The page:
Don Brash, then the governor of the Reserve Bank Of New Zealand, during a press conference. (Robert Patterson/Getty Images) (Robert Patterson via Getty Images)

The Federal Reserve, under Alan Greenspan at the time, was resistant to a public embrace of the idea but debated it throughout the 1990s and early 2000s.

“If you read FOMC transcripts around inflation targeting it’s a concern,” said Federal Reserve historian Sarah Binder of political considerations in a recent interview.

There was resistance to implementing it during a 2008 downturn, with Ben Bernanke in charge. There was concern among Fed governors that “we’ve got to be worried about pushback from Democrats,” Binder said.

But by 2012, with a recession in the rearview mirror and Bernanke in his second term as chair, the Fed pivoted and a 2% target was publicly adopted.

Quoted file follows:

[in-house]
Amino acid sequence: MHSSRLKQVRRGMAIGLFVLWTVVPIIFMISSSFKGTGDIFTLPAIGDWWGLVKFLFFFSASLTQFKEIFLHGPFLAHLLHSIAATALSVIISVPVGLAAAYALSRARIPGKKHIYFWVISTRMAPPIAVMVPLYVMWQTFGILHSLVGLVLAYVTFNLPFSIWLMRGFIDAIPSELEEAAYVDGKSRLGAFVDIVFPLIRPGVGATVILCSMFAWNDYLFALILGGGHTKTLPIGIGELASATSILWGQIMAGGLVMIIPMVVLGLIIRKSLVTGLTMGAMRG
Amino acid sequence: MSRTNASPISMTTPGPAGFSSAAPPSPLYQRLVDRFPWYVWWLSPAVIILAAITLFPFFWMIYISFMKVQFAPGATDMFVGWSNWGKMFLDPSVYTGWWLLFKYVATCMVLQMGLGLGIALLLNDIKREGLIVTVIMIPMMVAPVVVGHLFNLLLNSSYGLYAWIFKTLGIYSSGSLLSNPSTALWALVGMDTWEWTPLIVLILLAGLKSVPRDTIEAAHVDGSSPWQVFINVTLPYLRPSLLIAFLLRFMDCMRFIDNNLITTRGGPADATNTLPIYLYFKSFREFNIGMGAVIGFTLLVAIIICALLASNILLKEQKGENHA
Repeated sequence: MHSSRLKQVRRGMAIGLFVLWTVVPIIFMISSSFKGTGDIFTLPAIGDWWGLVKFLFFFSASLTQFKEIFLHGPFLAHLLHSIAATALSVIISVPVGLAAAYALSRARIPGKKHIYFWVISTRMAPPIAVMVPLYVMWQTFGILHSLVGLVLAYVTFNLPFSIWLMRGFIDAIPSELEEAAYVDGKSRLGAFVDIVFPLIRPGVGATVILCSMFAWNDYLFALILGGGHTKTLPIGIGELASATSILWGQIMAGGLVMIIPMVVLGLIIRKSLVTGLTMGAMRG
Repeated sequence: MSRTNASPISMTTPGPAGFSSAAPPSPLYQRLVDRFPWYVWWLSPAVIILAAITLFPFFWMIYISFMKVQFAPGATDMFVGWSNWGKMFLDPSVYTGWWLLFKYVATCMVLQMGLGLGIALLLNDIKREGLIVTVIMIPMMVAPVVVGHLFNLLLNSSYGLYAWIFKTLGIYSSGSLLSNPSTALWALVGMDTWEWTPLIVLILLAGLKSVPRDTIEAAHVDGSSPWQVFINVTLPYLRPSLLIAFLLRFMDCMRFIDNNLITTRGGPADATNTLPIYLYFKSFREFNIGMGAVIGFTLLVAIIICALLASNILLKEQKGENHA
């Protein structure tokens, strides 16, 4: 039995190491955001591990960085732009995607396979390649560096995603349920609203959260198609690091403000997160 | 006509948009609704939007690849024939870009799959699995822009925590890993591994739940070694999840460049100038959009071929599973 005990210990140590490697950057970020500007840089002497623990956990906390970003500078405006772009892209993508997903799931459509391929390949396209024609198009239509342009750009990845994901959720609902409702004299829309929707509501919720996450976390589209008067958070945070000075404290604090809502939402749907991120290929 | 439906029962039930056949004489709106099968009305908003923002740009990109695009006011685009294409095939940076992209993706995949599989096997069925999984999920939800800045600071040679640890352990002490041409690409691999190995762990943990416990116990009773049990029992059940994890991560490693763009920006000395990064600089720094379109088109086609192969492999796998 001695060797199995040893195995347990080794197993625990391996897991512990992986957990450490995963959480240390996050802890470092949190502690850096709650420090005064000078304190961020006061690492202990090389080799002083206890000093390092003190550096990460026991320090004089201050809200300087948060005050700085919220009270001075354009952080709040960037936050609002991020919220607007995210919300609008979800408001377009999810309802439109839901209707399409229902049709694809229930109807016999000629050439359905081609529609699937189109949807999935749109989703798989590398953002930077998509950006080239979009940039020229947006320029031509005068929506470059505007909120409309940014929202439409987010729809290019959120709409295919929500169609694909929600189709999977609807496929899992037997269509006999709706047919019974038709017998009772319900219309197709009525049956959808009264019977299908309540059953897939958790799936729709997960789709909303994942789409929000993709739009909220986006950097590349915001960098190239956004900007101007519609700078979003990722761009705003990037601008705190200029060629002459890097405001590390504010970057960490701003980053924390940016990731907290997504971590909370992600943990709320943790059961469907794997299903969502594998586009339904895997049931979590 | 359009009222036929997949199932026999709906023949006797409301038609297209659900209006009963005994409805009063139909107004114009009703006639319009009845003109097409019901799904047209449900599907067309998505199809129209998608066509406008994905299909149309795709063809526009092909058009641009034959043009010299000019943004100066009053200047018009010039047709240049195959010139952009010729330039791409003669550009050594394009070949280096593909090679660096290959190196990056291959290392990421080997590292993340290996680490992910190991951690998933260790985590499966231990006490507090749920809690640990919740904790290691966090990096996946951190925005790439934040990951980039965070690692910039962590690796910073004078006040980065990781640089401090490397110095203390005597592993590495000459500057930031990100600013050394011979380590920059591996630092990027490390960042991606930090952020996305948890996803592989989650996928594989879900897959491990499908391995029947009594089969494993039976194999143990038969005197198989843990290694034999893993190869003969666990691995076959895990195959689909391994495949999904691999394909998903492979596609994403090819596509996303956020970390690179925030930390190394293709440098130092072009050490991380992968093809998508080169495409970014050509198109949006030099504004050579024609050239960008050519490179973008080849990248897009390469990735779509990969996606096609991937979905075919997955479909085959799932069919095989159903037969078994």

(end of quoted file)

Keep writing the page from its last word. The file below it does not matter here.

Bernanke argued in his memoir that a 2% target increases business and consumer confidence and therefore gives the bank more flexibility to address both sides of its dual mandate.

It’s an argument that is still used today, with an explainer on the Fed’s website saying the 2% target “is most consistent with the Federal Reserve’s mandate for maximum employment and price stability.”

But many on the left were never fully on board. Bernanke acknowledged in his memoir that a main liberal voice of that era — Rep. Barney Frank of Massachusetts — brought up the lack of parallel labor market target and “wasn’t completely comfortable” with the policy even if he went along with it in the end.

It’s a critique that has persisted for years.

“I think it should be higher than that,” Rep. Maxine Waters said of the 2% target in an interview with Yahoo Finance’s Jennifer Schonberger this week, saying an increase would help support working families.